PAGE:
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China's deadly coronavirus is spreading internationally. How worried should we be?

Six people have died from the mysterious new coronavirus that was first detected in Wuhan, China in late 2018. Out of the 200-300 people projected to have been infected with the virus overall, 77 new cases have been reported in China, Taiwan, Thailand, South Korea, Japan, and now to the US, according to the New York Times. World health authorities are watching carefully as news, and the virus, spreads.

This kind of coronavirus, called NCoV, is most common in non-human animals. Sometimes these viruses are zoonotic — they can be spread from animals to humans — which is what is happening here, according to the CDC. The virus is believed to have originated in a seafood market in Wuhan, where it was first recorded in late 2018. Chinese officials declared Monday that the virus could also be passed from human to human.

“Health authorities in Hong Kong, Singapore, and Tokyo are screening passengers flying in from Wuhan at airports, and the US Centers for Disease Control and Prevention (CDC) is doing so at airports in New York, Los Angeles, and San Francisco,” Business Insider reported. Asian airport authorities are on high alert because this is a busy travel season in China, due to the Lunar New Year on January 25th. Infrared thermometers were installed in train stations, airports, and piers in China on January 14th.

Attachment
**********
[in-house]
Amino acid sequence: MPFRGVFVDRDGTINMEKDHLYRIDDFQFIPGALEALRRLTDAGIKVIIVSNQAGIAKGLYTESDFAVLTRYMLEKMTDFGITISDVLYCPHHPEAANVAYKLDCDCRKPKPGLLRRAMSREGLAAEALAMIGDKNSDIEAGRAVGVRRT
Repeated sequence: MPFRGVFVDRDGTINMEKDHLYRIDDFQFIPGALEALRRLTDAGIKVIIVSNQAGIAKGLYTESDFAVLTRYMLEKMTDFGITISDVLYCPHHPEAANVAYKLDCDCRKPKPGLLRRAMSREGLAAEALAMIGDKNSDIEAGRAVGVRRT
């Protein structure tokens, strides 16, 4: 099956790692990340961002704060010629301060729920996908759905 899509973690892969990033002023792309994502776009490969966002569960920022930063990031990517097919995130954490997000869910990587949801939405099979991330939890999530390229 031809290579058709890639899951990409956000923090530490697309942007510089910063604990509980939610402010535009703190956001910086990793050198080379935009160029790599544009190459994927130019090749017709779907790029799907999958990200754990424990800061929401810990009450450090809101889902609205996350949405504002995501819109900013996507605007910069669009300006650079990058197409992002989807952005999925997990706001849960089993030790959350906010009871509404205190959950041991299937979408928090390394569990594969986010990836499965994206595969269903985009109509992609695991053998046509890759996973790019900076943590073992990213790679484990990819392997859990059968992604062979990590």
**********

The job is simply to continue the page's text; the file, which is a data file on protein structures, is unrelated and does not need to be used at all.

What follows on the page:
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Some public health officials are concerned that the stats from the outbreak have not been accurately assessed by Chinese officials. “The detection of three cases outside China is worrying. There might have been over 1,700 cases in Wuhan so far," Imperial College London's Neil Ferguson, a disease outbreak scientist, told CNN.

The contagiousness of the disease in combination with the busy travel season is a bad combination because it means that the disease could apparently spread very rapidly. The World Health Organization will meet on Wednesday to determine whether to declare this outbreak an epidemic of international concern.

The symptoms of the virus are similar to flu or cold symptoms. It affects the throat, ears, and sinuses. The real problems are that NCoV has not been seen in humans before and is antibiotic resistant, so scientists don’t know how to treat it. This is all complicated by the fact that Chinese authorities are constantly revising the number of those infected, Business Insider reported.

The parallels between NCoV and SARS are not reassuring. Not only do the viruses themselves appear to be similar in symptoms and transmission, but the Chinese government’s response to them feels eerily familiar — they’ve “been slow to acknowledge the severity of the outbreak,” according to the New York Times. The 2003 outbreak of SARS led to 8,000 SARS infections worldwide and almost 800 deaths, so let’s hope either that Chinese authorities are more transparent this time around or that international authorities have gotten more skillful at cutting through all that bureaucratic tape.